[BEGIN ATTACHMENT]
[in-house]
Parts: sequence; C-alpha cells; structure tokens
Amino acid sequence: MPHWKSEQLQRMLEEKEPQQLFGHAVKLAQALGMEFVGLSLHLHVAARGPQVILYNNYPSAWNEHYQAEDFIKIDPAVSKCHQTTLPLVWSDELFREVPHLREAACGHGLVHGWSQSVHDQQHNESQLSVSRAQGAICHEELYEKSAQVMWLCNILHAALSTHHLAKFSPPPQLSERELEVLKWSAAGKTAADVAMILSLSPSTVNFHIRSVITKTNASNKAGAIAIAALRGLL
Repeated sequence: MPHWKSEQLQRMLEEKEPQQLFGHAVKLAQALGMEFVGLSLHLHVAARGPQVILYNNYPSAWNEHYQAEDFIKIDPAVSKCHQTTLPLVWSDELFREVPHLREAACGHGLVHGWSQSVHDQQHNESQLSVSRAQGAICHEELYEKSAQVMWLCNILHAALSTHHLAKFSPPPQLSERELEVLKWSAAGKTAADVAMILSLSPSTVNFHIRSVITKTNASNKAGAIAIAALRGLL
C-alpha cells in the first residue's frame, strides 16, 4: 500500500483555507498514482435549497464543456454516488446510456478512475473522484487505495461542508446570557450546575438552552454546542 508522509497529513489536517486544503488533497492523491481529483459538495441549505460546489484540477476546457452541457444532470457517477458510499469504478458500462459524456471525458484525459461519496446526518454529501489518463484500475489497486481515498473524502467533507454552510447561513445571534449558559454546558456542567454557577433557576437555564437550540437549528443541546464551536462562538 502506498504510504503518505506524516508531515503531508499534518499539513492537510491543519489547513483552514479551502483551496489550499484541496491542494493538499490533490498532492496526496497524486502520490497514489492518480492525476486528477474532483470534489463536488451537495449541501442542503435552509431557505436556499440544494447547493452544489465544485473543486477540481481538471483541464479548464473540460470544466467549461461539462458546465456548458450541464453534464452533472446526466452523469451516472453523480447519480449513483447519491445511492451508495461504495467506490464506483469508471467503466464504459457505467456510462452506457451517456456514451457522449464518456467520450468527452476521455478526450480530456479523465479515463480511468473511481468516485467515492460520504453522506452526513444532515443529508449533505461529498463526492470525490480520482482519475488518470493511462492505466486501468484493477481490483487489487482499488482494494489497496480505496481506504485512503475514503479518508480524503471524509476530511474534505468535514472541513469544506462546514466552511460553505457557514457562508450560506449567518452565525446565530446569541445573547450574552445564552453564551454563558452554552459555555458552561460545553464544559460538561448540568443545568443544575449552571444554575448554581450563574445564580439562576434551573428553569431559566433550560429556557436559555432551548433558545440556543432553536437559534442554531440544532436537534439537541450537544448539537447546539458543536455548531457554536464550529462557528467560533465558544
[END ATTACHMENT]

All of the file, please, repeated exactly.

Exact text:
[in-house]
Parts: sequence; C-alpha cells; structure tokens
Amino acid sequence: MPHWKSEQLQRMLEEKEPQQLFGHAVKLAQALGMEFVGLSLHLHVAARGPQVILYNNYPSAWNEHYQAEDFIKIDPAVSKCHQTTLPLVWSDELFREVPHLREAACGHGLVHGWSQSVHDQQHNESQLSVSRAQGAICHEELYEKSAQVMWLCNILHAALSTHHLAKFSPPPQLSERELEVLKWSAAGKTAADVAMILSLSPSTVNFHIRSVITKTNASNKAGAIAIAALRGLL
Repeated sequence: MPHWKSEQLQRMLEEKEPQQLFGHAVKLAQALGMEFVGLSLHLHVAARGPQVILYNNYPSAWNEHYQAEDFIKIDPAVSKCHQTTLPLVWSDELFREVPHLREAACGHGLVHGWSQSVHDQQHNESQLSVSRAQGAICHEELYEKSAQVMWLCNILHAALSTHHLAKFSPPPQLSERELEVLKWSAAGKTAADVAMILSLSPSTVNFHIRSVITKTNASNKAGAIAIAALRGLL
C-alpha cells in the first residue's frame, strides 16, 4: 500500500483555507498514482435549497464543456454516488446510456478512475473522484487505495461542508446570557450546575438552552454546542 508522509497529513489536517486544503488533497492523491481529483459538495441549505460546489484540477476546457452541457444532470457517477458510499469504478458500462459524456471525458484525459461519496446526518454529501489518463484500475489497486481515498473524502467533507454552510447561513445571534449558559454546558456542567454557577433557576437555564437550540437549528443541546464551536462562538 502506498504510504503518505506524516508531515503531508499534518499539513492537510491543519489547513483552514479551502483551496489550499484541496491542494493538499490533490498532492496526496497524486502520490497514489492518480492525476486528477474532483470534489463536488451537495449541501442542503435552509431557505436556499440544494447547493452544489465544485473543486477540481481538471483541464479548464473540460470544466467549461461539462458546465456548458450541464453534464452533472446526466452523469451516472453523480447519480449513483447519491445511492451508495461504495467506490464506483469508471467503466464504459457505467456510462452506457451517456456514451457522449464518456467520450468527452476521455478526450480530456479523465479515463480511468473511481468516485467515492460520504453522506452526513444532515443529508449533505461529498463526492470525490480520482482519475488518470493511462492505466486501468484493477481490483487489487482499488482494494489497496480505496481506504485512503475514503479518508480524503471524509476530511474534505468535514472541513469544506462546514466552511460553505457557514457562508450560506449567518452565525446565530446569541445573547450574552445564552453564551454563558452554552459555555458552561460545553464544559460538561448540568443545568443544575449552571444554575448554581450563574445564580439562576434551573428553569431559566433550560429556557436559555432551548433558545440556543432553536437559534442554531440544532436537534439537541450537544448539537447546539458543536455548531457554536464550529462557528467560533465558544